These tourist attractions could vanish in your lifetime
1. Machu Picchu
Located in southern Peru, Machu Picchu is the remains of a huge stone citadel that was built during the 15th century. These incredible Incan ruins are widely considered one of the must-see spots in South America. Unfortunately, this has backfired in a way. The site has been a victim of over-tourism, seeing the detrimental effects of the surge of tourists it gets as they wear down the structures. In addition, the area surrounding Machu Picchu has seen rampant urbanisation, as well as mudslides and fires, in recent years, leading UNESCO to work for its preservation.
2. Portobelo-San Lorenzo forts
While not as ancient as some of the other sites mentioned here, these fortifications on the Panama coast are considered historically significant. The Portobelo-San Lorenzo forts were constructed by the Spanish in Panama in efforts to protect trade routes; they were built over two centuries, starting in the 1590s. They demonstrate a wide range of architectural styles, featuring everything from medieval-style castles to neo-classical 18th-century redresses. The forts face a couple of challenges, urbanisation has encroached upon them on land, and a shrinking coastline and erosion present natural threats on the coastal side. Maintenance has also fallen by the wayside. They were listed as endangered in 2012.
These grand ruins stand in the Al-Jazīrah region of Baghdad, Iraq. As the capital of the first Arab Kingdom, Araba, Hatra is a site of massive historical significance. It withstood Roman military force in the second century CE. It was the king of the Sāsānian Empire, an early Iranian regime, who eventually destroyed it in the third century. The ruins went undiscovered until the 1830s; German archaeologists only began excavating it in the early 1900s. In addition to becoming a UNESCO world heritage site, Hatra was also immortalised as the temple featured in The Exorcist. Sadly, it became a target of ISIS in 2015. Militants assailed the structures with bullets and destroyed statues, seeking to dismantle remnants of polytheism. It was after this that UNESCO gave it an endangered status.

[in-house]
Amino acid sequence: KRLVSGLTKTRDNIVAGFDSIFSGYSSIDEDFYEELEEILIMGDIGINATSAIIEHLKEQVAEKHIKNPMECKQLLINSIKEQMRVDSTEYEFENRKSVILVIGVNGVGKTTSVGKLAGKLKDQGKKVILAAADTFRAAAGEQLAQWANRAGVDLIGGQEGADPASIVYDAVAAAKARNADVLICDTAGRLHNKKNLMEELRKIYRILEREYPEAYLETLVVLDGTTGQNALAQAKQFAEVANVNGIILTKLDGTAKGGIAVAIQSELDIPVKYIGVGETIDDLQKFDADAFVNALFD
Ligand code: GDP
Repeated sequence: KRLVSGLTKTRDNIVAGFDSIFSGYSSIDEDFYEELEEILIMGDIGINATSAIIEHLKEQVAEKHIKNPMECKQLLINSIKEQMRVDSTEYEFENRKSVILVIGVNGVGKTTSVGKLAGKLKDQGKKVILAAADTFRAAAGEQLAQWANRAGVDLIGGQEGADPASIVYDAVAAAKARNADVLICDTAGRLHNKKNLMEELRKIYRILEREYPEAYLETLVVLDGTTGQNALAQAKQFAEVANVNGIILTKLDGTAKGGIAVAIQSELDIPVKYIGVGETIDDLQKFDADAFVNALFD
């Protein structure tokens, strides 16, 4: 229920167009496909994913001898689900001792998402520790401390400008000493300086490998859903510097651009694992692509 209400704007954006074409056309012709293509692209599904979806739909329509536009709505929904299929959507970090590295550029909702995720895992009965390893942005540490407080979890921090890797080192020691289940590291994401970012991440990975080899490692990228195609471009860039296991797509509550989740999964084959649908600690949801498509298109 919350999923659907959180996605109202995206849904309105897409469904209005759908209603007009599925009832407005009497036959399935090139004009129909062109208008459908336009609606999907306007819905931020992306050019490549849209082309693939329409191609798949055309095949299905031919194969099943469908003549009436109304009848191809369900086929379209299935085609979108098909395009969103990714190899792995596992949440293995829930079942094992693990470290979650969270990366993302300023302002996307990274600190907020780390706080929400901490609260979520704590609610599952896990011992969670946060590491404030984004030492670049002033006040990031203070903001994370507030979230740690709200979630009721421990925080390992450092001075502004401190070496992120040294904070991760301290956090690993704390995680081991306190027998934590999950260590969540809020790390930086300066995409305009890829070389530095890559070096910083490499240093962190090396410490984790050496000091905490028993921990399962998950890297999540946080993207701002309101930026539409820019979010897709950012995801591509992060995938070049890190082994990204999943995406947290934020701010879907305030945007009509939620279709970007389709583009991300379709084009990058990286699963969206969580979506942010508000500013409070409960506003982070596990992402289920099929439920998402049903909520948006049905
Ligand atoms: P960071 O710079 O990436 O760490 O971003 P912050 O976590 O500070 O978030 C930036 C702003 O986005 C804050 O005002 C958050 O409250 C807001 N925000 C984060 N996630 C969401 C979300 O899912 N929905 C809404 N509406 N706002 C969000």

4. Nan Madol
This remarkable architectural jewel of the ancient world dates back to the 1200s. It spans more than 100 islands and islets surrounding the Federated States of Micronesia, to the northeast of Papua New Guinea. Throughout the 1200s to the 1500s, indigenous people from the island of Pohnpei built an expansive ‘city on water’, constructing more than 100 man-made islets out of coral boulders and basalt. The stunning expanse, untouched for hundreds of years, is a testament to the ingenuity and skill of ancient Pacific Islander peoples. However, it’s the forces of nature this time that pose a danger to it as plants, storms and water damage encroach upon the impressive structures. It has been on UNESCO’s endangered sites list since 2016.
How to help
There are plenty of resources you can use to help preserve endangered spots like these. For starters, you could donate to UNESCO’s World Heritage Centre. UNESCO also gives citizens an option to report threats to protected sites (scroll to the bottom of this page for contact information. And if you choose to visit these spots, treat them with the utmost care! Be respectful, don’t touch anything you’re not explicitly allowed to touch, and do your part to keep the area clean.